Piracy Study Gives Extensive Details
About Dangers Faced by Mariners


August 2012


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The human cost of piracy remained high in 2011, with more than 4,000 mariners from around the world being subjected to armed attacks at the hands of Somali pirates.


A new report released by the Oceans Beyond Piracy group goes into exhaustive detail about the plight seafarers face when traversing the Gulf of Aden, Persian Gulf, Indian Ocean and other high-traffic and economically significant waterways. The study, called The Human Cost of Somali Piracy, was released June 6 at Chatham House in London.


The report found that a staggering number of mariners suffered from a wide variety of attacks over the course of 2011. For example, in addition to more than 4,000 mariners who were attacked by armed pirates, 342 survived by waiting out the attacks in citadels. More than 1,000 mariners were taken hostage by the pirates. Of those taken hostage, nearly 60 percent reported being abused, used as a human shield, or both. Ultimately, 35 innocent mariners lost their lives in 2011 alone at the hands of Somali pirates. 


For those captured, 2011 also marked a significant change in the tactics used by the pirates. Although there were notable exceptions, piracy has only recently become more violent.


"In late 2010 and the first part of 2011, troubling accounts from hostages released after months in captivity forced maritime stakeholders to reassess their perception of piracy,” the report said. “Specifically, hostages recounted incidents of physical and psychological abuse by their pirate captors, which eroded the perception of Somali pirates as humane captors.”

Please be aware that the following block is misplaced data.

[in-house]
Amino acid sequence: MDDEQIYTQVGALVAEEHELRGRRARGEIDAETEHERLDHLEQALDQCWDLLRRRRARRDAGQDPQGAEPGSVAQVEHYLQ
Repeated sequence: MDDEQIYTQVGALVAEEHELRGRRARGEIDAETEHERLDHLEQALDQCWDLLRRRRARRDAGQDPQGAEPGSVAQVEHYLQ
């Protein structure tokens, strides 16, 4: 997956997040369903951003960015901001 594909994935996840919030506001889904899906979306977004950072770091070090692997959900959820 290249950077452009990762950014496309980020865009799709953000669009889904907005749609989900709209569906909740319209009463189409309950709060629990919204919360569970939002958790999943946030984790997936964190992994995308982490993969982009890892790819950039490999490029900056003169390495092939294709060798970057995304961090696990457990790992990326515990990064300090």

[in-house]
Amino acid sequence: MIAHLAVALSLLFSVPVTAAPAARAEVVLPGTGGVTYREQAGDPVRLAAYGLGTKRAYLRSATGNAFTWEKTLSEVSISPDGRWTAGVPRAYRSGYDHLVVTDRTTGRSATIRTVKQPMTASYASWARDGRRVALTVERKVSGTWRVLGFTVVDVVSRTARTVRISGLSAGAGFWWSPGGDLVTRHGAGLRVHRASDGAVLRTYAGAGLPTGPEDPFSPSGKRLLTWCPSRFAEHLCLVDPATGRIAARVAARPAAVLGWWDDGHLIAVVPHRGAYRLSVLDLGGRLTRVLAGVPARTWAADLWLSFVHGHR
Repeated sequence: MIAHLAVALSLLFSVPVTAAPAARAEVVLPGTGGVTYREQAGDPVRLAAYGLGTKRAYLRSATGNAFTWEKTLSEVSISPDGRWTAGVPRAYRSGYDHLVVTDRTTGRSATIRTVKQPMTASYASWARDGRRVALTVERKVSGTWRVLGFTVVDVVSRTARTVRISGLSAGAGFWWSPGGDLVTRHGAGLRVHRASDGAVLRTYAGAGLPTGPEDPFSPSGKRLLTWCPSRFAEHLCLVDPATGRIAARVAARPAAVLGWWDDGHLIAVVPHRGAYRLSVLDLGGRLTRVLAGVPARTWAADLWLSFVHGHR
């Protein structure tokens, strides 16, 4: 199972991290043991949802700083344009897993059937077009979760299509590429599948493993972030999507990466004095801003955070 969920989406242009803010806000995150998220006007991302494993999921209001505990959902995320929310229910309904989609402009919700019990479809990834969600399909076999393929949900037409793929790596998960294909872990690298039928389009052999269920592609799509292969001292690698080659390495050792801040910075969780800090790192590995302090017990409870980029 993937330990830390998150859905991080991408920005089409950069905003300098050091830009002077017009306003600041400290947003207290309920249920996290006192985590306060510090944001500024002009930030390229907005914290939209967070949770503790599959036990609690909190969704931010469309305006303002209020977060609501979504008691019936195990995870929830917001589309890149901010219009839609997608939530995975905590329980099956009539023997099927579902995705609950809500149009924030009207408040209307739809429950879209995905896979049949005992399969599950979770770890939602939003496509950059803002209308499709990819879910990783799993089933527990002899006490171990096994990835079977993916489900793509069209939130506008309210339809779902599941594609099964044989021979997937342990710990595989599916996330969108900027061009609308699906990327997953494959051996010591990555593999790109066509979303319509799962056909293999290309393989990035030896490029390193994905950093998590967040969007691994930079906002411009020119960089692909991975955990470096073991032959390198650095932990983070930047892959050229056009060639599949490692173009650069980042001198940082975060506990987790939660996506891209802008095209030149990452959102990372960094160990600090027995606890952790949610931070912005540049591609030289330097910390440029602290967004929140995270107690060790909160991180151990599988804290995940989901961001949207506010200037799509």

The pirates have also changed the way they collect ransom for the crews and cargo. Before, pirates would simply stay aboard a captured ship until the ransom was paid. Today, the pirates have separated crews from their ships and from each other. 


“To further complicate shipowners’ ability to negotiate for the release of their crew, hostages are not always kept aboard their vessels,” said the study. “In some cases, they are moved to other boats. In one known case, only the crew was taken while the ship was left behind (the MV Leopard). In the case of the MV Vega 5, two Spanish crew members, the only Western seafarers aboard the vessel, were held separately. As a result, they were not freed when the vessel was rescued by the Indian Navy, and the Spanish government later paid a reported $7 million for their release.”


While governments – spurred by maritime labor – have stepped up and confronted pirates, potentially saving the lives of hundreds of seafarers worldwide, there still are numerous challenges to ending piracy. Creating a legal deterrent for piracy is a major source of contention for mariners suffering from attacks, according to the report. While there has been some progress with different nations making piracy a crime, there is no international and very little national enforcement of anti-pirate laws.


Further, the international community has contributed a modest amount of resources to fighting piracy, the report states, and has limited coordination with various navies with presences in the region. 


One of the study’s overarching themes was the increase in pirate attacks and the fact that these confrontations often go unreported and generally are misunderstood by the public. The lack of public outcry over the threat of attack has many implications that hamper the safety of merchant mariners. Without recognition and vocal support, the report argues, governments are less inclined to take serious steps to address piracy. In addition, the families of captured seafarers may be left with little support by local communities when their relatives go missing. 


Many maritime industry groups, including unions like the SIU and coalitions such as the International Transport Workers’ Federation (ITF), have made eradicating piracy a top priority. This solidarity from the industry has resulted in positive strides by governments from all around the world. However, as the report indicates, there is still much to be done in the fight against piracy. 


The full report can be found at www.oceansbeyondpiracy.org.





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